At this year’s Student Radio Conference I gave a talk titled ‘Editing is Sexy’. The first thing I said was perhaps more accurate:
Instead of ‘Editing is sexy’ this talk should really be called this: ‘Getting better at audio editing will give you better career prospects in radio’
I was talking to people in student radio, but I think it’s good advice for anyone working in radio. Below is a summary of my thinking. Basically: don’t neglect the art of editing audio.
A cheesy metaphor
If you work as a blacksmith you need to be able to use a hammer. Sure – if you’re starting your own blacksmith business these days you might need to have good people skills, management skills, marketing and social media skills. You might need to employ other people and be an all-round good entrepreneur and businessperson. You might want to run big blacksmith events and even stream them live online. But fundamentally, if your profession is blacksmithery, you need to be able to use a hammer.
A blacksmith works with metal and uses a hammer to shape it.
A radio employee works with audio and uses audio editing to shape it.
Cheesy. But true. And cheesy metaphors taste the best.
THE BIG SECRET
This really is top secret. Don’t tell anyone.
Are you ready for this?
A LOT of people who work in radio…perhaps even MOST people who work in radio…AREN’T that good at editing audio.
That’s the secret. The emphasis is important there.
And once you know that – you know that getting better at editing audio is an easy way to get ahead.
What do I mean by ‘editing’ here?
I’m mainly talking about the ability to edit audio. Do I mean video as well? Yes – I probably do, and the basic nuts and bolts of editing audio or video aren’t that dissimilar.
And getting better at ‘editing’ doesn’t mean becoming an editing ‘expert’. All I’m talking about here is giving audio editing the basic attention it deserves.
Here’s what I said at the Student Radio Conference:
All I’m trying to sell you is the idea that getting better at editing should be something you think about. If you do that, and the person sitting next to you doesn’t, you’re giving yourself an advantage over them that you didn’t have before.
Some of you will be complete beginners. It’s fine to practice editing just speech with no effects or music. You don’t need fancy software – get used to using Audacity – it’s free – it’s fine.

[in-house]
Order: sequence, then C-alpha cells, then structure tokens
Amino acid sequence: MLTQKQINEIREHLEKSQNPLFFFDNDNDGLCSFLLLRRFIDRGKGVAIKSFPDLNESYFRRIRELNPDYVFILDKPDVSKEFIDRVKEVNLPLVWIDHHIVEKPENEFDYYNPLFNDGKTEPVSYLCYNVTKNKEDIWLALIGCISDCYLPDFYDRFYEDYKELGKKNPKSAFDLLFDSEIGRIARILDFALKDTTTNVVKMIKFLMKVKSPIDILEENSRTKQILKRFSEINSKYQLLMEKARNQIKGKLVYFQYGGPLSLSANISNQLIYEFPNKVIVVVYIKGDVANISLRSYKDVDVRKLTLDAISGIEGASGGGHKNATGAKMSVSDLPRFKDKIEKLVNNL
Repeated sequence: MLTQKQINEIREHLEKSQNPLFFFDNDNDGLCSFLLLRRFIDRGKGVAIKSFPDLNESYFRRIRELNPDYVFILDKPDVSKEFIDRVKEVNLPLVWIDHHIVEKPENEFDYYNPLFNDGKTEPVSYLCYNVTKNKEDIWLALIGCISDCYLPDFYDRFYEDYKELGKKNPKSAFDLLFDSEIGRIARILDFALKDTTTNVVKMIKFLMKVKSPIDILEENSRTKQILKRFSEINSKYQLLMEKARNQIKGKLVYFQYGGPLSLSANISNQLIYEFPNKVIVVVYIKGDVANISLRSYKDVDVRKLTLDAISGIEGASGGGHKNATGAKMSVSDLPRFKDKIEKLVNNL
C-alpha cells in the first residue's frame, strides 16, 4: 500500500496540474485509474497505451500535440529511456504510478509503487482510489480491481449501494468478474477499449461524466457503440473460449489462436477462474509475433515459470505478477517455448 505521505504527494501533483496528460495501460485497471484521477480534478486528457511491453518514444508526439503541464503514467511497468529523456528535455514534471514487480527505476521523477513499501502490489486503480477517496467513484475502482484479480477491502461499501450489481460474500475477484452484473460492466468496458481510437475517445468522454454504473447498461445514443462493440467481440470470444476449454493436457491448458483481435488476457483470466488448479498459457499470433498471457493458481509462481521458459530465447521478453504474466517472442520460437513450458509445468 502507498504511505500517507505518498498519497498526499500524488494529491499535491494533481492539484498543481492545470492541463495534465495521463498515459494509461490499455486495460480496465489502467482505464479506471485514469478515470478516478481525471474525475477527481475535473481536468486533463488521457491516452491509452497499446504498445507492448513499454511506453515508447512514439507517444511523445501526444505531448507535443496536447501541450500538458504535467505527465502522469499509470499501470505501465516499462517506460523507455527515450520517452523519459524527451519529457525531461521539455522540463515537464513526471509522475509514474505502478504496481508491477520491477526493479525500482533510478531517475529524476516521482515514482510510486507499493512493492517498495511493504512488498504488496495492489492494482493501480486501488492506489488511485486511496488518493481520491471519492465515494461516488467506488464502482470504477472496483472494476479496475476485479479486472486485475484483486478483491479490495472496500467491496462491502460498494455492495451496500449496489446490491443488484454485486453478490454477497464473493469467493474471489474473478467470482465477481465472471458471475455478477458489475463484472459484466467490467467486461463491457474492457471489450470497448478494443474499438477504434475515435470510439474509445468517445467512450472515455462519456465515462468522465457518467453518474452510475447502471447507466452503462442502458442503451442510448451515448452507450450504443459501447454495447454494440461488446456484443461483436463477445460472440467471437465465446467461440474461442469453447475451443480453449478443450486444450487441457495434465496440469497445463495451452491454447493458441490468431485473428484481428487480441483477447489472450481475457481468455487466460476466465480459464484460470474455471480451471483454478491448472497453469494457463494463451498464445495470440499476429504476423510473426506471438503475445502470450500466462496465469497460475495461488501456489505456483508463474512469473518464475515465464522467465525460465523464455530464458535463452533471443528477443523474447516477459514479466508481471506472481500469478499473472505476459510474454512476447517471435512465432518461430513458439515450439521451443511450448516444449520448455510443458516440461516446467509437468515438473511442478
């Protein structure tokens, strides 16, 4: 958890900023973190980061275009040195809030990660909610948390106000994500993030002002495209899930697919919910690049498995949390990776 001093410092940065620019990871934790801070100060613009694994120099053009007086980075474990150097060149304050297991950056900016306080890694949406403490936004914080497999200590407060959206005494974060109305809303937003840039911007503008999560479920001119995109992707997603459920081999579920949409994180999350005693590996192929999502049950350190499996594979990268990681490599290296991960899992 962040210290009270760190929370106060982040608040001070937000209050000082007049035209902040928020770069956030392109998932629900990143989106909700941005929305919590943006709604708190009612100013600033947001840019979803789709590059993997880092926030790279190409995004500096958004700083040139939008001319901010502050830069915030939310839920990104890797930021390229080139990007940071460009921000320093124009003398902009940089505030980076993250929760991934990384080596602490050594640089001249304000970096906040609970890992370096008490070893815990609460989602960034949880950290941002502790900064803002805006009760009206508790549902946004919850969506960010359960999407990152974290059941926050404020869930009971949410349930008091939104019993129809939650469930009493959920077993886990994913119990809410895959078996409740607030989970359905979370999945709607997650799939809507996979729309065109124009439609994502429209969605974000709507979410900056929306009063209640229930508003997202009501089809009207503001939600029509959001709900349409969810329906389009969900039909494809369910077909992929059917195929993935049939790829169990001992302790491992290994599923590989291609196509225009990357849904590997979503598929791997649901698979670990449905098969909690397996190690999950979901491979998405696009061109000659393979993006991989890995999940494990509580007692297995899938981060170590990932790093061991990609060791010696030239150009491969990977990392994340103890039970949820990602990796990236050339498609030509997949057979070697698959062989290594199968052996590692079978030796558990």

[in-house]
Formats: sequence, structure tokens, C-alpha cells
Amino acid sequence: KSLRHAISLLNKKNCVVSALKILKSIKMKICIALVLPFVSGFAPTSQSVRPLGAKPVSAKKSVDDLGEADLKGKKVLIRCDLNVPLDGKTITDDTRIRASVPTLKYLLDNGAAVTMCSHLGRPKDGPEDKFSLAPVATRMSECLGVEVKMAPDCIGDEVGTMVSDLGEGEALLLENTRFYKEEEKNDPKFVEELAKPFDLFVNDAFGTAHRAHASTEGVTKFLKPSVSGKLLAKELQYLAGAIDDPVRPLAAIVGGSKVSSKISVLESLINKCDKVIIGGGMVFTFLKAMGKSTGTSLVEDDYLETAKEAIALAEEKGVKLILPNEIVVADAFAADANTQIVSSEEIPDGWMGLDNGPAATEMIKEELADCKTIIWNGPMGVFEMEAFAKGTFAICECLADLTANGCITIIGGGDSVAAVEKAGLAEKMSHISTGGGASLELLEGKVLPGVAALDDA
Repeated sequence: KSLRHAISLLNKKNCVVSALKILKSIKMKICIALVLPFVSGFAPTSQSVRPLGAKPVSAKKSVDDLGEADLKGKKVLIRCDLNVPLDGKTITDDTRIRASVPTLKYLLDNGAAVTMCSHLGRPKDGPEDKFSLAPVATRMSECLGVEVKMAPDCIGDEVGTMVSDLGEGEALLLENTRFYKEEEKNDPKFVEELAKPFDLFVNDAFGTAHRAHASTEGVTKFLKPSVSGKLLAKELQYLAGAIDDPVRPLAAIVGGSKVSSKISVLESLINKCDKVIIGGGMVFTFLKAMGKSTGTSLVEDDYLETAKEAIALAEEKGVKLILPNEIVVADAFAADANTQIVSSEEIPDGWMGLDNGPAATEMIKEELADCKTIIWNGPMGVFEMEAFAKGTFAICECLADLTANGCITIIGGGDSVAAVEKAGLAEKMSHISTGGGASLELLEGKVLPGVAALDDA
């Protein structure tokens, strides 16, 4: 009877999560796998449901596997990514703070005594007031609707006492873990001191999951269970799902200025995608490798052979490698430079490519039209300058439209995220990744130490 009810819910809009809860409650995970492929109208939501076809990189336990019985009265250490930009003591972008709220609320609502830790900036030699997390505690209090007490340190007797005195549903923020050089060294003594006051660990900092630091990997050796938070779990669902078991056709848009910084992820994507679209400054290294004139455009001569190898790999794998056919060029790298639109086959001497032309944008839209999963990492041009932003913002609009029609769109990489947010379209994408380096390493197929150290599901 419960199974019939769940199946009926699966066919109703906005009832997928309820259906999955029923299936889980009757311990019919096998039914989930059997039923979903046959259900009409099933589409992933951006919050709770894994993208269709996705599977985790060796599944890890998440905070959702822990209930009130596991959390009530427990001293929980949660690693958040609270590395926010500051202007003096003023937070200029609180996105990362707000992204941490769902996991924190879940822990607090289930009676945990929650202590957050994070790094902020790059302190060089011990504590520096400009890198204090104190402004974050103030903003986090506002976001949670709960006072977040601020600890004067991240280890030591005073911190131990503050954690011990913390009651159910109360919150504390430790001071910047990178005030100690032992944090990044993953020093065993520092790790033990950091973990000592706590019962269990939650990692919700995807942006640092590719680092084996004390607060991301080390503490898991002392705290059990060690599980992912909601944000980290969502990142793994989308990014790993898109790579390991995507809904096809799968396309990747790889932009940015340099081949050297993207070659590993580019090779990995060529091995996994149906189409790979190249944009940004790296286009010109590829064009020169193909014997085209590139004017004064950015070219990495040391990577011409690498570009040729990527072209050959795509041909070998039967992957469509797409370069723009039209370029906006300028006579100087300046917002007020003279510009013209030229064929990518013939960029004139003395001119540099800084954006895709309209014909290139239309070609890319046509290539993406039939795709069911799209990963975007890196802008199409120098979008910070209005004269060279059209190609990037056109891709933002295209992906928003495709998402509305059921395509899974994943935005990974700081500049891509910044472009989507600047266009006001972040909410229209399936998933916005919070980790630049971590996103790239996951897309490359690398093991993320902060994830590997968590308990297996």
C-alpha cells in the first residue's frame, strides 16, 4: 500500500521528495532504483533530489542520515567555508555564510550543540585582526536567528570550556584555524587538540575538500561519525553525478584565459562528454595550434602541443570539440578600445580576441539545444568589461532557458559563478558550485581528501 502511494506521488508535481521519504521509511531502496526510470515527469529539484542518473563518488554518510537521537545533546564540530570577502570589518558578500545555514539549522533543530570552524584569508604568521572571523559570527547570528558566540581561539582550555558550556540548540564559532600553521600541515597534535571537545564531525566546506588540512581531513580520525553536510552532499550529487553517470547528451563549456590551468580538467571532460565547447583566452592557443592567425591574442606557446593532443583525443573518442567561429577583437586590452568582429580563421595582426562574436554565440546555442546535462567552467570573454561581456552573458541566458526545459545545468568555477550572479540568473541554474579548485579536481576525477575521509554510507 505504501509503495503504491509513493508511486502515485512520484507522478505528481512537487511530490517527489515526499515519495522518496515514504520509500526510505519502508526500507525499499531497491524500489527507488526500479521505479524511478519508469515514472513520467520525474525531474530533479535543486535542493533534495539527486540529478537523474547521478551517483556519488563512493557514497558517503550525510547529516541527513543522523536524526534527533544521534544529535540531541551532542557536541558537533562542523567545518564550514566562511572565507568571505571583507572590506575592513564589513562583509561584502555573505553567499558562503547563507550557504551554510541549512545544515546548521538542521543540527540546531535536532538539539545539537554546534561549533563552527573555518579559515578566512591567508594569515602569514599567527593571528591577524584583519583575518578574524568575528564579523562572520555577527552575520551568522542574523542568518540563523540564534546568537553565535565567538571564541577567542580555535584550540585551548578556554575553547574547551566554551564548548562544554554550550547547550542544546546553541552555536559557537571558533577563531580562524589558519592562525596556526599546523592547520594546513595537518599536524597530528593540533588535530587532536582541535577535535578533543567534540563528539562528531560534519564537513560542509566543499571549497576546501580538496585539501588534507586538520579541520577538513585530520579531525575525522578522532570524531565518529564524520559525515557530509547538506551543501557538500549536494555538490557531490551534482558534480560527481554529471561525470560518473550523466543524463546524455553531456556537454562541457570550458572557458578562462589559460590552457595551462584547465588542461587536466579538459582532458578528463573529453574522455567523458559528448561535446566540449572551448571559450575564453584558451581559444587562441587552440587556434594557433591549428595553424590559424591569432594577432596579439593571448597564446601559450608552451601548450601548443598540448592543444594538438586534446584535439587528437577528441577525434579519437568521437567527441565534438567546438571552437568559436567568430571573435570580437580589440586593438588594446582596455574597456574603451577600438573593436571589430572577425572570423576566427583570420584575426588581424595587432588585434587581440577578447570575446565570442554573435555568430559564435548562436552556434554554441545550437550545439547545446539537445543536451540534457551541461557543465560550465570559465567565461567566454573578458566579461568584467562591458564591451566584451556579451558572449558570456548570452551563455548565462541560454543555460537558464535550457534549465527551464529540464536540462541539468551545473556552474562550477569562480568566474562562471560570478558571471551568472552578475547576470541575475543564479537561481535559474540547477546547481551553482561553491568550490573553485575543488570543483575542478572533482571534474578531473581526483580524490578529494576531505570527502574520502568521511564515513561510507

What I’m talking about here is just doing something, anything, to get better at editing. It might be running a podcast. Editing your station’s SRA award entries. Trying to make a few jingles for the features on your show. Just anything that gets you editing.
Me me me
My argument is, unsurprisingly, partly based on my own experience. I have no doubt that at every stage of my career thus far being slightly more proficient at editing than the person sitting next to me has helped me out.
Again – I stress that I’m not talking about really advanced editing techniques.
At the moment I get to create reports and packages for the largest current affairs programme in Europe. I have creative freedom and can only do it because I can edit audio quickly; the turnaround time isn’t long. I think this is great. Thanks, editing.
Thing I’ve made recently are over here. Below is one recent example where I was proud to bring together journalism and editing to deliver FACTS and SCIENCE to a huge audience. It’s nothing special but the fact I get to do this day in, day out, is.
(At the conference I was also asked about putting together radio packages like the above in a short space of time – the answer to which is in this blog post about making radio packages quickly.)
The radio industry agrees…
People working in radio who I spoke to about my talk wholeheartedly agreed with what I had to say. Whether in music or news, commercial or BBC – editing is just as important. Jacob for example, a brilliant producer at Radio 1, was clear that editing both audio and video are vital skills if you want to work there.
And in news-radio, here are a couple more comments I gathered ahead of the student radio conference. Jeremy Vine says that editing is vital for creating good radio packages and reports: